Investment Strategies Inspired By The Seven Rules Of Wall Street

You need to be decisive, patient and unemotional about your investment decisions. But you also need to be opportunistic. The strategies detailed in this blog post are strategies which have beaten the S&P 500 by a significant amount and done so consistently. But remember that the returns do not include for taxes, slippage and transaction costs and one has see whether it makes sense to invest in this way after accounting for these factors. Simple buy and hold with dollar cost averaging may not give the greatest returns but will be good enough if you can persist with it long enough.

RULE 1: LET YOUR WINNERS RIDE, BUT CUT YOUR LOSERS SHORT

The investment strategy based on this rule is as follows:

  1. The S&P 500 consists of a number of industries and a number of sectors.
  2. At the point you want to invest, calculate the trailing 12 month return for each of the industries and each of the sectors.
  3. Invest in the top 3 sectors which have had the highest 12 month trailing return. Hold for a year. Repeat step 2. You can easily do this by investing in ETFs or sector funds. The annual compounded return from 1990-2007 for this strategy has been 10.8% compared to 9.2% annual compounded return for the S&P 500.
  4. Invest in the top 10 industries which have had the highest 12 month trailing return. Hold for a year. Repeat step 2. If you have a big enough pot, you can buy all the stocks but that will difficult for most. Hence you can buy the stock with the largest market cap in each of the top 10 industries( objective choice) or buy the stock which you think has the best prospects( subjective choice). The annual compounded return from 1970-2007 has been 13.7% for this strategy compared to 7.6% for the S&P 500.

RULE 2: AS GOES JANUARY, SO GOES THE YEAR

The investment strategy based on this rule is as follows:

  1. Calculate the return for the month of January for each of the industries and the sectors.
  2. Invest in the top 3 sectors from February 1st of this year to January 31st of the next year. Repeat step 1. The annual compounded return for this strategy from 1990-2007 has been 12.4% compared to 8.3% for the S&P 500.
  3. Invest in the top 10 industries from February 1st of this year to January 31st of the next year. Repeat step 1. The annual compounded return for this strategy has been 15.9% compared to 7.6% for the S&P 500.

RULE 3: SELL IN MAY AND THEN GO AWAY

The investment strategy based on this rule is as follows:

  1. The S&P 500 performs better during the November-April period than the May-September period. The reasons may be because of vacations, a lack of capital inflows and earnings reality overtaking optimism. The November-April period is dominated by cyclical sectors while consumer staples and health care do the best in the May-October period.
  2. Invest in the S&P 500 from November to April of each year. Then invest in the consumer staples or health care sector or in both these sectors from May to October of each year. The annual compounded return for this strategy has been 10% compared to 5.8% for the S&P 500.

RULE 4: THERE’S NO FREE LUNCH ON WALL STREET( OH YEAH, WHO SAYS?)

The investment strategy based on this rule is as follows:

  1. Diversification is only true free lunch on Wall Street. Diversification works best when you use assets that have low correlation with each other.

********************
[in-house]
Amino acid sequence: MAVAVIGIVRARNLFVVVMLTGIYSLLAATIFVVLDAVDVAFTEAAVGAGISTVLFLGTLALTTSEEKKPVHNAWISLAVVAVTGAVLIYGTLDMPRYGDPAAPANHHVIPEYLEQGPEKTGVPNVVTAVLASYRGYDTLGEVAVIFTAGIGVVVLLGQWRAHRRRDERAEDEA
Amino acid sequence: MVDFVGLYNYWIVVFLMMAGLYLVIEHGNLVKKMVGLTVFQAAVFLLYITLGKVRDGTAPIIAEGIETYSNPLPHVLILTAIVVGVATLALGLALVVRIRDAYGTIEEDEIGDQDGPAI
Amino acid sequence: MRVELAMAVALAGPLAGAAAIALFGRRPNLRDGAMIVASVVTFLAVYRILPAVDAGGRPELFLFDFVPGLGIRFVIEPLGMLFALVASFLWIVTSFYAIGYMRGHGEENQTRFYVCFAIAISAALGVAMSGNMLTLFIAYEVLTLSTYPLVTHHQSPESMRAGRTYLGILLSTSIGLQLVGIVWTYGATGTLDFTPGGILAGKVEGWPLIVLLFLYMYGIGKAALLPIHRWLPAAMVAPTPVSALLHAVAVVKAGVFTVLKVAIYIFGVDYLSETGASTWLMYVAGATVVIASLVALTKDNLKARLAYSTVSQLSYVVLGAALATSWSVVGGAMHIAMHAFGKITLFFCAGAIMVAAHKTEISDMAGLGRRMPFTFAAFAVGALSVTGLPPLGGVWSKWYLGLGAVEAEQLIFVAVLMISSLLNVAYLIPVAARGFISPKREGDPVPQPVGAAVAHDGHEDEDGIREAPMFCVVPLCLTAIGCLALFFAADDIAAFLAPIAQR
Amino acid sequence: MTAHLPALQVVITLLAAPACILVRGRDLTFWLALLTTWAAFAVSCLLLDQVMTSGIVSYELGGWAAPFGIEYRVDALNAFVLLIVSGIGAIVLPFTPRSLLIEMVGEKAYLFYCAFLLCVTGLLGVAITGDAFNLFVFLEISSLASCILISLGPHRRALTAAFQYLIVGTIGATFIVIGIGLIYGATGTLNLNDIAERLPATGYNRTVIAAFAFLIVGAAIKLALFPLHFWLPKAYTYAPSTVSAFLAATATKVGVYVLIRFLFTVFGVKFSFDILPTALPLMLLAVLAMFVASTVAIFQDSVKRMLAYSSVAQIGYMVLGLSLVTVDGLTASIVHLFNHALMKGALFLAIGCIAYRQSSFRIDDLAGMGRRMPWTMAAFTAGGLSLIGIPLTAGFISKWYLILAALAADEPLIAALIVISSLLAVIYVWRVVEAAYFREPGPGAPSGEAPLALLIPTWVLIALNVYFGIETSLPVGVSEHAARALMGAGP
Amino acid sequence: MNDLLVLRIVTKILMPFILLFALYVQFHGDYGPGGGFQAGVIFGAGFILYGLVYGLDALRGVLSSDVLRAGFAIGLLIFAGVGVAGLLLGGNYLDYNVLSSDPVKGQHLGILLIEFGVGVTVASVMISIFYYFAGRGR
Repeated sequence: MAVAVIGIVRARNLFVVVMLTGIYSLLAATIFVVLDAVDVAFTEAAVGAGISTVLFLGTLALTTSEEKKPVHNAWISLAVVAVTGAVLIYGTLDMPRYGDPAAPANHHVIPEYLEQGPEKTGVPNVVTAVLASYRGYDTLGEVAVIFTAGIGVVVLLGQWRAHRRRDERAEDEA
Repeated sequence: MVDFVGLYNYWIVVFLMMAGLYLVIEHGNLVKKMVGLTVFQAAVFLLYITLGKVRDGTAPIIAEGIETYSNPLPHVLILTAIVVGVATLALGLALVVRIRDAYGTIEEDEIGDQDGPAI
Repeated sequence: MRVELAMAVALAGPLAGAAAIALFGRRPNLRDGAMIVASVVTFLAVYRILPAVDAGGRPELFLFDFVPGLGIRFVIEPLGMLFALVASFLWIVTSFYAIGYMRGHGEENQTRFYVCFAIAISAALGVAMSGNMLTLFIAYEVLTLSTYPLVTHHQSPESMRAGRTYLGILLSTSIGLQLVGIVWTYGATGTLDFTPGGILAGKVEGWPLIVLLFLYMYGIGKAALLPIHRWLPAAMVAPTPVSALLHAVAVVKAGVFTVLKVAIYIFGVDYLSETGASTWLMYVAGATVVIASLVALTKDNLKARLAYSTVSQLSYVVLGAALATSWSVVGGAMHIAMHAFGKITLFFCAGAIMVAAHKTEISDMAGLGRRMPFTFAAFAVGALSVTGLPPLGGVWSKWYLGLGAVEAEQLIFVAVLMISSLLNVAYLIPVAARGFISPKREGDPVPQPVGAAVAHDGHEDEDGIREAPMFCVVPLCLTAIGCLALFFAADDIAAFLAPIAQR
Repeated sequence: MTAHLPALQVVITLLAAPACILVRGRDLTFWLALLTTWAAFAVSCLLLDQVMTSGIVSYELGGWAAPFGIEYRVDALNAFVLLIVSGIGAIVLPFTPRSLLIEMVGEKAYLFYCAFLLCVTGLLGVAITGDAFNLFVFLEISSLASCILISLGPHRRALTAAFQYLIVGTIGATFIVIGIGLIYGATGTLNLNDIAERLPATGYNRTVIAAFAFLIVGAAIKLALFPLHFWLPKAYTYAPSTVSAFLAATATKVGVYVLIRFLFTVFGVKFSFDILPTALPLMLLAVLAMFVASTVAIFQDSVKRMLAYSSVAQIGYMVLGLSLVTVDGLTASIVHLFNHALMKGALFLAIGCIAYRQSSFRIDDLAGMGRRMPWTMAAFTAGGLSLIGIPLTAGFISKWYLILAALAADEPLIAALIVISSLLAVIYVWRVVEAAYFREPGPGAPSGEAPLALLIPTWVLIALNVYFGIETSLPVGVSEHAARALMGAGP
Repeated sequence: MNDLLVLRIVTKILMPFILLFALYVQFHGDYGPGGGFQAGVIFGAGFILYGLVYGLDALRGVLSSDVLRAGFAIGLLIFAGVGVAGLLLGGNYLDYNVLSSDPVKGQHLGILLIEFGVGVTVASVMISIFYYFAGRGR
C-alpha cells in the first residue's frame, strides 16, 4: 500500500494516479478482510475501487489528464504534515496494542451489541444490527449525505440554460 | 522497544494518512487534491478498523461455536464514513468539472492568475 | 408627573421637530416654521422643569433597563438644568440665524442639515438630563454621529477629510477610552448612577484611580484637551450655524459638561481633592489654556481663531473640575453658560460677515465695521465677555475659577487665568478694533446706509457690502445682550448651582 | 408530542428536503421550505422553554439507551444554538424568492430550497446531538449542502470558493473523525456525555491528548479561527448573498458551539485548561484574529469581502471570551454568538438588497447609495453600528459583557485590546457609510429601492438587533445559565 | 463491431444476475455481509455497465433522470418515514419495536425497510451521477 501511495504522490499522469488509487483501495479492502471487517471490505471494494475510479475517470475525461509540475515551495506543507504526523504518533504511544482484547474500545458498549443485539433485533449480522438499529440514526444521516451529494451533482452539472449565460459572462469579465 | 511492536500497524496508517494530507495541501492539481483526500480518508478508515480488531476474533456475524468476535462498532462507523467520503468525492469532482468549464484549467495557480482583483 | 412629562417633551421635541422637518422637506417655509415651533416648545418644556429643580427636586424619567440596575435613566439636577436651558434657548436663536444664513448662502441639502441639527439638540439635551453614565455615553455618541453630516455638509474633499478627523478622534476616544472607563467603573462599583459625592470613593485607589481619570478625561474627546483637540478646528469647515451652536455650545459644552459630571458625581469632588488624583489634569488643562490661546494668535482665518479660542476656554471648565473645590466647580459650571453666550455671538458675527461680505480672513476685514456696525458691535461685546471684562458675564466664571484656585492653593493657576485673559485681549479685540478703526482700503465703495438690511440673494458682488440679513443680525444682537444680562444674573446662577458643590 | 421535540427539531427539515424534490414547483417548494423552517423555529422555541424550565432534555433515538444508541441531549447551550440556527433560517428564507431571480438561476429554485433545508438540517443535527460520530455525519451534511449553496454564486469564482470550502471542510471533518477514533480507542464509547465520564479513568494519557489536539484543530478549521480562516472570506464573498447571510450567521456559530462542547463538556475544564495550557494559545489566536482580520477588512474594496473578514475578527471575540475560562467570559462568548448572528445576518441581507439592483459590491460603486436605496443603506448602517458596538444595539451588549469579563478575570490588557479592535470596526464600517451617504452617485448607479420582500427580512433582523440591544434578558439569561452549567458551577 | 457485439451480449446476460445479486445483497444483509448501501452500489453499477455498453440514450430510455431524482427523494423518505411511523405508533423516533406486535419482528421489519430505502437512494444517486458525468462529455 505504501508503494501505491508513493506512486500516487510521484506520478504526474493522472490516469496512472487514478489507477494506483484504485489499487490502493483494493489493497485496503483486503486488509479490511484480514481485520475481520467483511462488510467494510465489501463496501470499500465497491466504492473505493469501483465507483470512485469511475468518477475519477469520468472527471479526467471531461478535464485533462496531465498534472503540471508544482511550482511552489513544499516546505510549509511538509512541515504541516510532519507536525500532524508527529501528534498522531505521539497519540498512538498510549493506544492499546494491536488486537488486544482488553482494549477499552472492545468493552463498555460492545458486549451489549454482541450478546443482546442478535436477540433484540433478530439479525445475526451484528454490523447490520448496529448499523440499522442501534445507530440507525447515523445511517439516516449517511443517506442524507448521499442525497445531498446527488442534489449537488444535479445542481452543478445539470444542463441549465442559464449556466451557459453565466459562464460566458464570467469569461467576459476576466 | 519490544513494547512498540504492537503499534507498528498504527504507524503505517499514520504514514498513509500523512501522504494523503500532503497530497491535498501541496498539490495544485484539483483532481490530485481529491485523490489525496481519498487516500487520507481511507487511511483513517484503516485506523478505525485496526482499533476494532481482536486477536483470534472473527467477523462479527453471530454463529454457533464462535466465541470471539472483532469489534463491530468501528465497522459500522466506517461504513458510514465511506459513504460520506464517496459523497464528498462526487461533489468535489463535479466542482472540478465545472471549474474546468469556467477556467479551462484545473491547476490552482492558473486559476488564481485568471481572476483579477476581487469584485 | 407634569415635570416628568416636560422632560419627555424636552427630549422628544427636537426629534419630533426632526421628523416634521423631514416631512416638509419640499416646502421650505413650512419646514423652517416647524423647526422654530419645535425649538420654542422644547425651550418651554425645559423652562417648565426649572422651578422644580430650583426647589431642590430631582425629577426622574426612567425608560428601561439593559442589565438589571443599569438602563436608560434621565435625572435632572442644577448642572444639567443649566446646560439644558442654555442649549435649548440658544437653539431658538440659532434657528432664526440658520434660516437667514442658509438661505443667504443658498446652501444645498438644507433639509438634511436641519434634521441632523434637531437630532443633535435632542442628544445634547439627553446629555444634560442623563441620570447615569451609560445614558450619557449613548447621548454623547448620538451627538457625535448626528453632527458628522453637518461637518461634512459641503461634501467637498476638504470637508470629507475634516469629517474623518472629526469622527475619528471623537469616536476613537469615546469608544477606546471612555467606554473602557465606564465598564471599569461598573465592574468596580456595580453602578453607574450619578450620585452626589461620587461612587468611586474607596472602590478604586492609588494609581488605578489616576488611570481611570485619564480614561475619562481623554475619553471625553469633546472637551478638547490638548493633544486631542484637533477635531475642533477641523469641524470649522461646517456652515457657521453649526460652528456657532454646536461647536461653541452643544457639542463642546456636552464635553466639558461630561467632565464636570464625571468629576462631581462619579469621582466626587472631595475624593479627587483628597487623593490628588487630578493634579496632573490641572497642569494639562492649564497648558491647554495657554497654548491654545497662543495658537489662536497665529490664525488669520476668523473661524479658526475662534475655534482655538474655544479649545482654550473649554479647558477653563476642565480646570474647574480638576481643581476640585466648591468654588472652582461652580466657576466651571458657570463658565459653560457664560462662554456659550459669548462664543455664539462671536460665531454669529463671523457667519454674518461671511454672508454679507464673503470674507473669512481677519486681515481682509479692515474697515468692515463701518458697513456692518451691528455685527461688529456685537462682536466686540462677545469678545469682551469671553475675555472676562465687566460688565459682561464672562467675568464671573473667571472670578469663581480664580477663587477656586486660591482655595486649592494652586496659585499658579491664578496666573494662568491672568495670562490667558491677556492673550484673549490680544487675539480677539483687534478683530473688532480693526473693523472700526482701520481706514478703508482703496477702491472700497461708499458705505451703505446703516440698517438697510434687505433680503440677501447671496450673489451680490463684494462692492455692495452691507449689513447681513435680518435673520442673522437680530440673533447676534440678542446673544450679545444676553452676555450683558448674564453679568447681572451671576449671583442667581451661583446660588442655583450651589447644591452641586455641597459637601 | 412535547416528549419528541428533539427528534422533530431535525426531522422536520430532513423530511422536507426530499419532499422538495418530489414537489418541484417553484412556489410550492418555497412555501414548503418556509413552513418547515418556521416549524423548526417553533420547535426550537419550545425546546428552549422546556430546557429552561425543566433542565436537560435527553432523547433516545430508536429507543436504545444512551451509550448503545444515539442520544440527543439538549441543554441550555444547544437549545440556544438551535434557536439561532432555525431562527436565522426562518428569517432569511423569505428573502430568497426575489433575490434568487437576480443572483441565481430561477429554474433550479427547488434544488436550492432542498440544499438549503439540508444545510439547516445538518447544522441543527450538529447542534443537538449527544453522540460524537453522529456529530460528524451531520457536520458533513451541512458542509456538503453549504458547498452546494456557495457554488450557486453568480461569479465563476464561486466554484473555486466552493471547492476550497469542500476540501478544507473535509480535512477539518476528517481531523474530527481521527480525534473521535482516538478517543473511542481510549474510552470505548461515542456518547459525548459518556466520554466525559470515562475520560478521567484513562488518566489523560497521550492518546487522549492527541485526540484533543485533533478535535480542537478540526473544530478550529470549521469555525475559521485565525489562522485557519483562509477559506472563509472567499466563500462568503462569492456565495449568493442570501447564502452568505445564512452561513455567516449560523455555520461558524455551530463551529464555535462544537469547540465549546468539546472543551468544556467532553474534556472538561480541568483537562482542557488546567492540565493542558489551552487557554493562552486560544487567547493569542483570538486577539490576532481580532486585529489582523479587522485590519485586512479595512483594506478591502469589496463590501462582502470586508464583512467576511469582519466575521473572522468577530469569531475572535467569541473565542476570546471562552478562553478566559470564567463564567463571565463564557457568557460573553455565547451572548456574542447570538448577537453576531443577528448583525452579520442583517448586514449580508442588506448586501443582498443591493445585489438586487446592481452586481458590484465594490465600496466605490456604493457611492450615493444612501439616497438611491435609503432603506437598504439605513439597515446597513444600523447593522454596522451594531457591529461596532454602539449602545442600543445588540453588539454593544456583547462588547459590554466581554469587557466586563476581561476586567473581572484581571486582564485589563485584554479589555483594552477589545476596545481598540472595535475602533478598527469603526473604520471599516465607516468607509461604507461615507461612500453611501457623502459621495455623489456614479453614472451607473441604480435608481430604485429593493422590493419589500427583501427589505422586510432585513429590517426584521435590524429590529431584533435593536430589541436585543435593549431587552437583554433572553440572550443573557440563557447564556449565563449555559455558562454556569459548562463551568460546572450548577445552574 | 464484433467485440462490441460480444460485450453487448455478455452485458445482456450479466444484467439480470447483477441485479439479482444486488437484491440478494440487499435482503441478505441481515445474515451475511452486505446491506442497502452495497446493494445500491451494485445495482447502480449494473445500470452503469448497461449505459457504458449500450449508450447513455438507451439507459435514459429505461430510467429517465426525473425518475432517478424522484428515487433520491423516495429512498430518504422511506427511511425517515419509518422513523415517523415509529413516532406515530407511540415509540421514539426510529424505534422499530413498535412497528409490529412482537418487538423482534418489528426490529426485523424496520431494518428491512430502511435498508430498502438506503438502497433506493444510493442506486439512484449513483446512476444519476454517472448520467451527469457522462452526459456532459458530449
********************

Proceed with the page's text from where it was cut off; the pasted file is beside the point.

2. Information technology and consumer staples have the lowest correlation with each other among the sectors in the S&P 500.
  3. Invest 50% in the IT sector and 50% in the consumer staples sector and rebalance annually. This strategy gives an annual compounded return of 11.2% versus 8.2% for the S&P 500 from 1990-2007

RULE 5: THERE’S ALWAYS A BULL MARKET SOMEPLACE

The investment strategy based on this rule is as follows:

  1. Momentum works. Calculate the trailing 12 month return for the sectors and industries of the S & P 500.
  2. Invest in the top 3 sectors or top 10 industries.
  3. Repeat step 1 and step 2 every month. The sector strategy has an annual compounded return of  13.4%, the industry strategy 20.1% compared to 9.2% for the S&P 500 from 1991-2007.
  4. These strategies have high turnover. One way to decrease the turnover is to invest in the top 10% of the industries but only sell them if they go below the top 30% of all the industries.

RULE 6: DON’T GET MAD, GET EVEN

The investment strategy based on this rule is as follows:

  1. Equally weighted indices will give better returns than market cap weighted indices because they have higher percentage of small companies.
  2. Using equal weighted indices for the above strategies may give better returns over the long run.

RULE 7: DON’T FIGHT THE FED

  1. The S&P 500 gives a better return 6 months and 12 months after a rate cut than a rate hike.
  2. The sectors that perform the best 12 months after a rate hike are information technology, health care, telecommunications services and energy.
  3. The sectors that perform the best 12 months after a rate cut are information technology, consumer discretionary, industrials, consumer staples and health care.

The rules and the strategies detailed above can be modified to any other stock market also and may be helpful to outperform the market. But as I said before, a simple buy and hold strategy with dollar cost averaging may be the best for most as these strategies require you to monitor things for a long period and also stick with them when they are underperforming.

-personal notes from the book: The Seven Rules of Wall Street by Sam Stovall

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